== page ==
July 8, 2016
The people I have met on this trip have all been great, and many have become great friends that I hope to keep in touch with.
After leaving Team Poland, I headed west again to Switzerland, and met up with another of those great people that I had met on the road earlier.
Judith in Nicaragua last September.
Last year, I spent several weeks riding on and off in Central America and Colombia with Judith. She had shipped her Suzuki DR-Z400 to Anchorage on July 1, 2015 and was headed for Chile when we met in Guatemala. She made it to Santiago, Chile before having to return to Switzerland at the end of December (I only made it to Lima, Peru by that time, having been sidetracked by a couple of weeks paragliding in Colombia).
Judith (and Jamie) live in Lucerne (or Luzern, as it is correctly spelled here), in a beautiful apartment overlooking the city.
View of Lucerne from Judith’s terrace. Great weather. Perfect temperatures. Very relaxing.
Her apartment takes the entire top floor of the building, with a wrap-around terrace. Spectacular.
As I said earlier, it’s extremely beneficial to have a “local” tour guide, and Judith was willing to show me Switzerland, and especially the Alps, in a way that I never would have found on my own. And she managed to arrange a V-Strom 650 for me to ride, so I could keep up with her Gladius 650 and give my XT250 a few days’ rest.
Judith on her Suzuki 650. Her DR-Z400 (“Suzy”) is in the shop for a major heart-transplant after her trip through the Americas.
Judith laid out a route over nine passes and just under 500 miles. The scenery everywhere in Switzerland is breathtaking, and the mountain passes are just that much better. We avoided a few of the more popular passes in order to avoid the traffic, and instead ended up on some beautiful single-lane roads. Even so, the amount of bicycle traffic is amazing. I have trouble understanding how so many people can pedal up these hills. Then again, at one point we saw four people who looked to be in their 70’s riding mountain bikes, and it wasn’t until Judith later pointed out that they were electric mountain bikes that I lost a small amount of my astonishment. Still, I’m impressed at the energy levels of everyone here.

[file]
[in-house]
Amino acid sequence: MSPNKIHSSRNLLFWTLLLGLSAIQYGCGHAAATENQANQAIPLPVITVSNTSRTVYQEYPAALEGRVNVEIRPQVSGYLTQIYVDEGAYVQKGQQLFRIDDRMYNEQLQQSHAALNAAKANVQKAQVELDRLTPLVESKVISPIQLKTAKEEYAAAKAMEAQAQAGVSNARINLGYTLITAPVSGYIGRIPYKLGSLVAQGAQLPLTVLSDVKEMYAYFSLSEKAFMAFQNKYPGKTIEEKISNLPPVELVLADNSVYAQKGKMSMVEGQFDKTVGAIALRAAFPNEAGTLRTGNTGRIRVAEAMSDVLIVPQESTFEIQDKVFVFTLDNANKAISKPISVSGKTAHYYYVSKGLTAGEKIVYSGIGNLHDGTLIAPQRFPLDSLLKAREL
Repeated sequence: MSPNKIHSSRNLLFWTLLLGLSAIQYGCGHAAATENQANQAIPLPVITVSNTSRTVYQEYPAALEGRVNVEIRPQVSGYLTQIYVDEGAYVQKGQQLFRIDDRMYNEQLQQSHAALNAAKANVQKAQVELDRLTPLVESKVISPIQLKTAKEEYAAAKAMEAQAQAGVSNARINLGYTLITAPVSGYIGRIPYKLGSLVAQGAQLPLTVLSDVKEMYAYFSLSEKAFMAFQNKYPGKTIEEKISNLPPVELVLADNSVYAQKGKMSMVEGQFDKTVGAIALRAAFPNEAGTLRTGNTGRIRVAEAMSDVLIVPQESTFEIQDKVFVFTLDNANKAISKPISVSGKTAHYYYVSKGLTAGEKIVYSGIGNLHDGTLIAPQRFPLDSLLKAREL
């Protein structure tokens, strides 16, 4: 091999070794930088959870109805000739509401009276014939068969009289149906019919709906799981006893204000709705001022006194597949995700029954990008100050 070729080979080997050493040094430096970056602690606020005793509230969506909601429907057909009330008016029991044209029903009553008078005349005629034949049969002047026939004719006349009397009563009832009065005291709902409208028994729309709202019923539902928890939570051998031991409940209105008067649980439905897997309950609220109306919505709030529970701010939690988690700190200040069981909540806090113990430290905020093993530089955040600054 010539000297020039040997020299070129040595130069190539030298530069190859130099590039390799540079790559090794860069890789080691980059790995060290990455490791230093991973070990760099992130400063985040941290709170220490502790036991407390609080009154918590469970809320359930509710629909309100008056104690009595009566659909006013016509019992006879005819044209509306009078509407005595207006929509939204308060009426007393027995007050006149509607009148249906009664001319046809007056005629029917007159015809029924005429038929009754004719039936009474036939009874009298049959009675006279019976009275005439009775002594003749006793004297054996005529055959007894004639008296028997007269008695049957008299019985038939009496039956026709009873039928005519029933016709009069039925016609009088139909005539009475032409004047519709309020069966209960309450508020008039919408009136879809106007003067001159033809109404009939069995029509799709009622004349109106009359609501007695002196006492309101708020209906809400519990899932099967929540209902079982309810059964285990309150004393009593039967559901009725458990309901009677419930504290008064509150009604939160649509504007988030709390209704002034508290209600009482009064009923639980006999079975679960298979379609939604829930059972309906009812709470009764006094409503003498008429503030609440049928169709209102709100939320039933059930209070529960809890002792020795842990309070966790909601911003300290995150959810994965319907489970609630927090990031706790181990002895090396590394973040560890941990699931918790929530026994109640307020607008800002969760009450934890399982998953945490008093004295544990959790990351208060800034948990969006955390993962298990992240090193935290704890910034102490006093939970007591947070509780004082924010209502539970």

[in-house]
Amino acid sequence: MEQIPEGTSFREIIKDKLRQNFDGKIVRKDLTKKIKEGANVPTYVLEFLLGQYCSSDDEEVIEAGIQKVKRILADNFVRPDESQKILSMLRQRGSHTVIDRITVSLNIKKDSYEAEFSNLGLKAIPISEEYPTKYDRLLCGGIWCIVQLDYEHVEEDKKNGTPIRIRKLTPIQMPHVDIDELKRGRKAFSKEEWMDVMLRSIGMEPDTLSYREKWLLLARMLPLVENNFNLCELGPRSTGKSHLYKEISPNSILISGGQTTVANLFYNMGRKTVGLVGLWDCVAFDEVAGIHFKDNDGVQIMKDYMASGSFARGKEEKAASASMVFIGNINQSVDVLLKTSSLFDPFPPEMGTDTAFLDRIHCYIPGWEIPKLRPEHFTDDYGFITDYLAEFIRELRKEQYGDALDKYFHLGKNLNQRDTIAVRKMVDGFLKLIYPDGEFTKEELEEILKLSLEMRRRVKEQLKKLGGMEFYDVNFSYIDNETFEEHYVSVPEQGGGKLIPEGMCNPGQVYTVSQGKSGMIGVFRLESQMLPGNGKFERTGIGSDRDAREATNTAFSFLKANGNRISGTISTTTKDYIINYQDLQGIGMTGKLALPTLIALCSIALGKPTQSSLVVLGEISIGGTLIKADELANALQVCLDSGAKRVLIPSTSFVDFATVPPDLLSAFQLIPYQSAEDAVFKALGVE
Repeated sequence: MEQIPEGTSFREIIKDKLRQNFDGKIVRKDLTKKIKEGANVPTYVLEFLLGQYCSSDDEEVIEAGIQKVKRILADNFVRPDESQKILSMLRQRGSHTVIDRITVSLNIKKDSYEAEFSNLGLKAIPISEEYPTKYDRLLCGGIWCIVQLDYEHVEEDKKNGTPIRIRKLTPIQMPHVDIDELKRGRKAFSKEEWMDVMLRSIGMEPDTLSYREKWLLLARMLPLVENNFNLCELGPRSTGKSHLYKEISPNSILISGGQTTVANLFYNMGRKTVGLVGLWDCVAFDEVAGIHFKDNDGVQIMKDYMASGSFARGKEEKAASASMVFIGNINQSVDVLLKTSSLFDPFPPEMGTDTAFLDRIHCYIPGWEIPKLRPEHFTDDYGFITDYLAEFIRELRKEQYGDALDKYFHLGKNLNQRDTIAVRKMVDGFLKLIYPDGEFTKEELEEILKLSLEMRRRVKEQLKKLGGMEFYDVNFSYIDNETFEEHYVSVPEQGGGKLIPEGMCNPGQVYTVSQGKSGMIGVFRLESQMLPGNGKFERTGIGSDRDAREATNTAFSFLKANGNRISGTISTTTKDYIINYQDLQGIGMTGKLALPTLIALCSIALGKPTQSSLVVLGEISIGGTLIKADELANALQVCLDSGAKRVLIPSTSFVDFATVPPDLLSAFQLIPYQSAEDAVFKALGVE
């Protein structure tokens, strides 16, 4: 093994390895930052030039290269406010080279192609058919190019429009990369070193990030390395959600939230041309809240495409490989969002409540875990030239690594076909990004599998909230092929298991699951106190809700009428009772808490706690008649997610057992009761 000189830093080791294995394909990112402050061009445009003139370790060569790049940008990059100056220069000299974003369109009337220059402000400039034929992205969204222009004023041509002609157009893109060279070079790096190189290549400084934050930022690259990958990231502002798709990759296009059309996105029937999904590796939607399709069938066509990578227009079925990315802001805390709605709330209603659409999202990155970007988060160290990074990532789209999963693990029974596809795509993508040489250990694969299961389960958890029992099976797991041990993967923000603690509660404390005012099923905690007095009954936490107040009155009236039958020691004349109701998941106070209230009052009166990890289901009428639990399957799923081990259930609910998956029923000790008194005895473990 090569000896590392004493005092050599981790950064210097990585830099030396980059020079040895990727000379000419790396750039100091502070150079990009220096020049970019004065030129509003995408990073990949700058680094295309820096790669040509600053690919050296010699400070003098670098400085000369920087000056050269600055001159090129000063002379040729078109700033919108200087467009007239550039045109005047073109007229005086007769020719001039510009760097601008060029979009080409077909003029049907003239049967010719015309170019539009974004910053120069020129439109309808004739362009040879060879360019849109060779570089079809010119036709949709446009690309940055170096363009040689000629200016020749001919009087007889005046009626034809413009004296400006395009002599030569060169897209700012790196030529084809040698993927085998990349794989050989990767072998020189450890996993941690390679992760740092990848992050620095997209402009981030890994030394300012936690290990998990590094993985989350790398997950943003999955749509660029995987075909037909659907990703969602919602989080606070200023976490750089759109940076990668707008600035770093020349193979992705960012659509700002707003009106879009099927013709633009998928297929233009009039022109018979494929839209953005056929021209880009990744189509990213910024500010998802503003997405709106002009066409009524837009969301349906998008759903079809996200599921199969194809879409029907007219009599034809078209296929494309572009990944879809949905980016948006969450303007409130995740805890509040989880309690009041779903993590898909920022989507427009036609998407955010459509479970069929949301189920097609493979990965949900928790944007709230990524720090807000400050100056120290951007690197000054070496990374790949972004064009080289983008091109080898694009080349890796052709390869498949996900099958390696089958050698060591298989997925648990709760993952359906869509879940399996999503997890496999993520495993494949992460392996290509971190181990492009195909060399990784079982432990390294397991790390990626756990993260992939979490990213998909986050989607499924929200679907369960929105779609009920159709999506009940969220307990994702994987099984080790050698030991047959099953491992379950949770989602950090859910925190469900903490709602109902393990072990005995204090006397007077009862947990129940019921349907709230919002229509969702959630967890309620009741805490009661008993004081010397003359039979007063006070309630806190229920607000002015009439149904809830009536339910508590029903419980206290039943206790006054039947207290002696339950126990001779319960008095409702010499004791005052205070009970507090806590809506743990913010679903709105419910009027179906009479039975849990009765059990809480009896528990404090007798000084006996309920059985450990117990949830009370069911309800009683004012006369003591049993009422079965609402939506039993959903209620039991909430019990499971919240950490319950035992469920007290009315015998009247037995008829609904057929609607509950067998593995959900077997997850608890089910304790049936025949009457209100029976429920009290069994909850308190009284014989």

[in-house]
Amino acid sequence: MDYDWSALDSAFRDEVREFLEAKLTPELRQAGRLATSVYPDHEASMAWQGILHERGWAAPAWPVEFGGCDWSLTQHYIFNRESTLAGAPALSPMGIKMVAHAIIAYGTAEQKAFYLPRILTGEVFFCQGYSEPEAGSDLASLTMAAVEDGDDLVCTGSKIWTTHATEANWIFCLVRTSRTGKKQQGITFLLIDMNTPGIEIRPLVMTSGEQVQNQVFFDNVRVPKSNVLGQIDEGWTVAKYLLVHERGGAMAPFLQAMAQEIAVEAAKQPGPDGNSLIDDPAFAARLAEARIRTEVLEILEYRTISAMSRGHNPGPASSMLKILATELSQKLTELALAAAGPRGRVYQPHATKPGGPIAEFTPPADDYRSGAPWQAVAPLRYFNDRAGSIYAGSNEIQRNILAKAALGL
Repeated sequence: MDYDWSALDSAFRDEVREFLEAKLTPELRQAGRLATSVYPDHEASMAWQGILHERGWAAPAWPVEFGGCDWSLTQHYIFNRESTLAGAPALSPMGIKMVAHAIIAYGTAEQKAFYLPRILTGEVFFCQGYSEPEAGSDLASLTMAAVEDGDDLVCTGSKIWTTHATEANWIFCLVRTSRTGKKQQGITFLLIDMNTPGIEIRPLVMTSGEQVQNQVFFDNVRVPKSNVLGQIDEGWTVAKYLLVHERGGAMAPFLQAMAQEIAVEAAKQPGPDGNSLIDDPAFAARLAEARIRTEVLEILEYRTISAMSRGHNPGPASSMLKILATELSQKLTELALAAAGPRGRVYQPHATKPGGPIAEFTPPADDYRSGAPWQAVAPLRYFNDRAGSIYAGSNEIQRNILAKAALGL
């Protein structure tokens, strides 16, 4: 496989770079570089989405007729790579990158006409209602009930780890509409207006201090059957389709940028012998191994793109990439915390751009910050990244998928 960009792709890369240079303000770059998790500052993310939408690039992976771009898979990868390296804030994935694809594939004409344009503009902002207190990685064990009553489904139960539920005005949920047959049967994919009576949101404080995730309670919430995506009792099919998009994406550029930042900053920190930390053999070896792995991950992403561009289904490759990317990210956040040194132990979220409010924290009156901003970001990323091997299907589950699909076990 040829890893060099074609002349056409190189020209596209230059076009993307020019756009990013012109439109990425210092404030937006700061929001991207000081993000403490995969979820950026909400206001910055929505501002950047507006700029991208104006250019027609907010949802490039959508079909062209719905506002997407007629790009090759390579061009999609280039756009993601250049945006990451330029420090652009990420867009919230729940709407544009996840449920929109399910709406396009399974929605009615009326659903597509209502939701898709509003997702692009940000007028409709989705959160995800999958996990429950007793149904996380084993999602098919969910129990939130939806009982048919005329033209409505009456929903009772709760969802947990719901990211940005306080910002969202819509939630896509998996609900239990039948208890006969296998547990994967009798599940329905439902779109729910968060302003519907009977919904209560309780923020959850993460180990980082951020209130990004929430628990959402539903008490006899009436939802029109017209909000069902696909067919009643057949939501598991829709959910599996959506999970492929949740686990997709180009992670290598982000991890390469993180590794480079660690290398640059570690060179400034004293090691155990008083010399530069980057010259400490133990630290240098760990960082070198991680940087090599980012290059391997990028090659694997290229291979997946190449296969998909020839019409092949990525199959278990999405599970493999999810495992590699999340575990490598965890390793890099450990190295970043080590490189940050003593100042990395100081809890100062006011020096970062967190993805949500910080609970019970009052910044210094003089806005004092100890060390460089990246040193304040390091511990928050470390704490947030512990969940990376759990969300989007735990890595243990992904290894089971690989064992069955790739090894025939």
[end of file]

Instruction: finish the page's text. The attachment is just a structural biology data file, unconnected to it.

We also just happened to stumble on the UCI Mountain Bike World Cup in Lenzerheide.
Just before the Mountain Bike races, we passed through the small village of Filisur. Well, I guess normally it would be a small village. But this week, as we rounded the curve descending into town, we were met with thousands of tents. The “One Love Festival” was happening, and it apparently is quite popular. Lots of bands, DJ’s, music, and other “activities”.
Most of the passes have a small restaurant/cafe at the summit, usually with an outdoor deck, and nearly every one of them is filled with motorcycles.
Typical scene at the top of one of the passes.
The real fun is getting there.
I met these three at the top of one of the passes.
In Switzerland, you can get a license to ride a moped at age 14. These guys were 14, 15, and 16. (Note the handlebars, and the Gas Monkey sticker on the back of the box. Gas Monkey is hugely popular in Europe).
They were doing a five day tour of Switzerland, including most of the passes that we were riding on 650s. If I had done this at 14, I’m pretty sure I wouldn’t have waited until I was 55 to do this trip. Too bad this isn’t the norm in the States.
This was an “art installation” tying the old and new bridges together. Looked like somebody’s laundry to me…
Bored of leading the American around already??
At the end of the first day, we stopped just past St. Moritz (wow, just wow) at Diavolezza. This small hotel caters to skiers in the winter and to mountain climbers and trekkers in the summer. It’s only accessible by gondola.
Quickest way to the top of the world.
On the second day we took some smaller passes, and I found my favorite: Klausen Pass. Others may be higher, or have smoother switchback climbs, but the scenery climbing up to the top of Klausen was breathtaking, and the (even narrower) road down the other side towards Luzern was spectacular. Definitely no room for error, especially with the supercars that were coming in the opposite direction, but you’d miss some of the best sights if you were completely focused on the road.
Typical Swiss architecture in the small villages we passed through.
Small country, BIG scenery.
Back at the Suzuki dealer in Luzern with Christoph and Judith. I enjoyed my time on the V-Strom. If I were doing a different kind of trip, I might seriously consider a bike like this. For my trip, it’s still a little too big, and much too heavy.
Great rider, great tour guide, great friend. It’s just a matter of time until she’s back on the road on Suzy on her next World Tour. Thanks Judy!!